I ended up finding a Firefox Add-on called mozlz4-edit that will allow you to add a custom search engine to Firefox. The icon as shown in a browser looks like this:
When you launch the Add-on, you can click Open file, and then navigate to the location of search.json.mozlz4.
Once you open search.json.mozlz4 using the plugin, you can see the file details in the far right of your browser window.
Below that you see lots of code. But the very beginning of the code (which looks to be JSON) shows us the same search engine list we saw inside Firefox’s options that could not be edited. Notice the items in this list are visible default engines.
That tells me there are more engines baked in but that just don’t show up for use. If you look through this file you will see there are a number of engine definitions. Only the “_shortName” parameter of each search engine is listed in the above screenshot. Here’s a search engine for Amazon Search Suggestions that isn’t visible but is defined in our search configuration file nonetheless:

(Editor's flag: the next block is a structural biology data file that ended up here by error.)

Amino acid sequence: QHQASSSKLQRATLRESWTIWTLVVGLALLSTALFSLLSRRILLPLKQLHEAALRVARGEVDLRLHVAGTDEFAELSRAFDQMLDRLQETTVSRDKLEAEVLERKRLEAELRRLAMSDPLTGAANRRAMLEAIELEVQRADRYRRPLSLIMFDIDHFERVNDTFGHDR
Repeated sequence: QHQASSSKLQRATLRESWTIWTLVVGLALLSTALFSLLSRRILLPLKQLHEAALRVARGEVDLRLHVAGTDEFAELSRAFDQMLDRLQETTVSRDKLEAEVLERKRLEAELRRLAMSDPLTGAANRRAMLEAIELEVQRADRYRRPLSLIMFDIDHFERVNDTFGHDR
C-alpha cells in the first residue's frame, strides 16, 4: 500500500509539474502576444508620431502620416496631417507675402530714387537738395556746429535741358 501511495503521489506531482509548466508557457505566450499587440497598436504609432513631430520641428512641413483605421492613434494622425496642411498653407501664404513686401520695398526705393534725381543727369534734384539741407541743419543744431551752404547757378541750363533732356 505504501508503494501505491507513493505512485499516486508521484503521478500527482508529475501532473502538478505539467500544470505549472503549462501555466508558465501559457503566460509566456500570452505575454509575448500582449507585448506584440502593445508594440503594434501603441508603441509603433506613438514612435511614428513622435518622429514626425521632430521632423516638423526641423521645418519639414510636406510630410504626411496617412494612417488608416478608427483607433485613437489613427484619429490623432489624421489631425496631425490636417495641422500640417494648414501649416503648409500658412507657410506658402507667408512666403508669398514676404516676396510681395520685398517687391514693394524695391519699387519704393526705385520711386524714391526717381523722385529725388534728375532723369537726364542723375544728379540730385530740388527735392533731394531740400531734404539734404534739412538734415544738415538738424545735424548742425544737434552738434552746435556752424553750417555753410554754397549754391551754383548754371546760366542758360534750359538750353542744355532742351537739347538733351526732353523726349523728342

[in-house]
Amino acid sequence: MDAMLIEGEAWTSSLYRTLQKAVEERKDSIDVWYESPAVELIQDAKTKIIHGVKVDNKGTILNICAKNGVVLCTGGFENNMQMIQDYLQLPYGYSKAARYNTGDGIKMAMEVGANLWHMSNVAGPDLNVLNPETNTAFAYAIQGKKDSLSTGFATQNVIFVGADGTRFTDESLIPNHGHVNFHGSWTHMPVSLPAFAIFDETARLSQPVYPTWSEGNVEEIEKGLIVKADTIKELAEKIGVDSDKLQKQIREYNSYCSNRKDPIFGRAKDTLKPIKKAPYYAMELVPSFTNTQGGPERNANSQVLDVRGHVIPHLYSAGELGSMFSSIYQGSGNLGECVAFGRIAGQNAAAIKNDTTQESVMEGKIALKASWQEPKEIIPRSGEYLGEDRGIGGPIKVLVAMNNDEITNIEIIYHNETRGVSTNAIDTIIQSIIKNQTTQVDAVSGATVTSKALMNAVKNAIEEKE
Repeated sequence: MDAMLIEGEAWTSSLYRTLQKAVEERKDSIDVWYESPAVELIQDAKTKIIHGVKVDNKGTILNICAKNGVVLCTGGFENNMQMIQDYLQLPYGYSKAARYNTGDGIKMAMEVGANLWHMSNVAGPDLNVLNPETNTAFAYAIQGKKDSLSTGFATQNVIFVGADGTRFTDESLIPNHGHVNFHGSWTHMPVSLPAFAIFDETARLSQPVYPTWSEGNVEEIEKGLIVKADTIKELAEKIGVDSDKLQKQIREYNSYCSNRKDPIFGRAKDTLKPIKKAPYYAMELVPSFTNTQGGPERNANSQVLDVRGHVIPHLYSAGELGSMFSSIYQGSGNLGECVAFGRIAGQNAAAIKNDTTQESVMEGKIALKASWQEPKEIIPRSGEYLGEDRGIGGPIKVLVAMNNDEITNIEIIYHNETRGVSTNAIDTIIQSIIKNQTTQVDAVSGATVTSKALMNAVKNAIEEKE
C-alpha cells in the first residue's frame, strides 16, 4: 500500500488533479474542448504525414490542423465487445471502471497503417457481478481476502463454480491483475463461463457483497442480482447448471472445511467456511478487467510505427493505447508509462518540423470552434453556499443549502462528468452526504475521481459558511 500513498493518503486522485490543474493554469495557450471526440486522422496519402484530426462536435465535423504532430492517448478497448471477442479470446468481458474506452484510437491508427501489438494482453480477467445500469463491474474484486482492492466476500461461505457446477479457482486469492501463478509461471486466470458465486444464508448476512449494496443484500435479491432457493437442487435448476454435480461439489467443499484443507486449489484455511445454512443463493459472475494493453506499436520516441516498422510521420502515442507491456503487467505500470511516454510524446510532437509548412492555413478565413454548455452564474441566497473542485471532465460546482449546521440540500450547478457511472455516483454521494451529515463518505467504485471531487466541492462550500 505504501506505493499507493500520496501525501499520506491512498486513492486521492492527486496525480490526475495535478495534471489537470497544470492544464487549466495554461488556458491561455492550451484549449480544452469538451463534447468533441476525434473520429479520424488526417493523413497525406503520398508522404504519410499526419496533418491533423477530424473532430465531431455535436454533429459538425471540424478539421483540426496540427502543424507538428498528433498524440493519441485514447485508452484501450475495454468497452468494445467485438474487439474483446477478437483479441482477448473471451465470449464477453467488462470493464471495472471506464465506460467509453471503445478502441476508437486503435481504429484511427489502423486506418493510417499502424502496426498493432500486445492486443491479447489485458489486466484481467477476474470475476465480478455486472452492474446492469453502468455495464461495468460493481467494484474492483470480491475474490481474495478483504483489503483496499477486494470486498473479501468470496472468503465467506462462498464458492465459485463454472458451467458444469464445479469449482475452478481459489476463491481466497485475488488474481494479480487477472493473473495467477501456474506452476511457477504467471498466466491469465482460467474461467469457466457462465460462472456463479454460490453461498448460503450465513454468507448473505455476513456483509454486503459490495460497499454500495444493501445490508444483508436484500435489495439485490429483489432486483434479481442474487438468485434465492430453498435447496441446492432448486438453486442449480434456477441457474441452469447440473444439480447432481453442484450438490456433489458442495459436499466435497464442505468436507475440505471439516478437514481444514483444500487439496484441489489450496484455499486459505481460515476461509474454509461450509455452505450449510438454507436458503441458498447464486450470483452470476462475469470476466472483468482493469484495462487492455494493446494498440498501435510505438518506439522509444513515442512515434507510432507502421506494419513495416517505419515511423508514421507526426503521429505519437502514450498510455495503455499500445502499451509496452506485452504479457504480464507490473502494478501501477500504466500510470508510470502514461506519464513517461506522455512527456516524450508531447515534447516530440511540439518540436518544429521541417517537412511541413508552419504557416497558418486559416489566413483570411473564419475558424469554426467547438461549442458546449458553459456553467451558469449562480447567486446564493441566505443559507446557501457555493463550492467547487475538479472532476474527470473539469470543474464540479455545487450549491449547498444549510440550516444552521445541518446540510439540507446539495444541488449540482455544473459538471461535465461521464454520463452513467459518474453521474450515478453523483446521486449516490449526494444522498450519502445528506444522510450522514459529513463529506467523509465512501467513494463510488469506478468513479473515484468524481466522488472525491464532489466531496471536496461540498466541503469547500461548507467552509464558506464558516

If you go back to the top set of buttons and click on Configuration, there is more code to analyze when the window shown below opens. It looks like a master list of search engine URLs, and if you read carefully, this is a copy of a JSON file posted on GitHub!
I know this last part may not have been as relevant, but I found it interesting. Hopefully you did as well. I’ll also add that I found this plugin before I saw the post on how to edit a bookmark and leverage a keyword to create a custom search engine, so I am thankful I ended up doing things the easiest way possible.
This blog is part 5 of a series on VMware documentation. Check out the previous posts: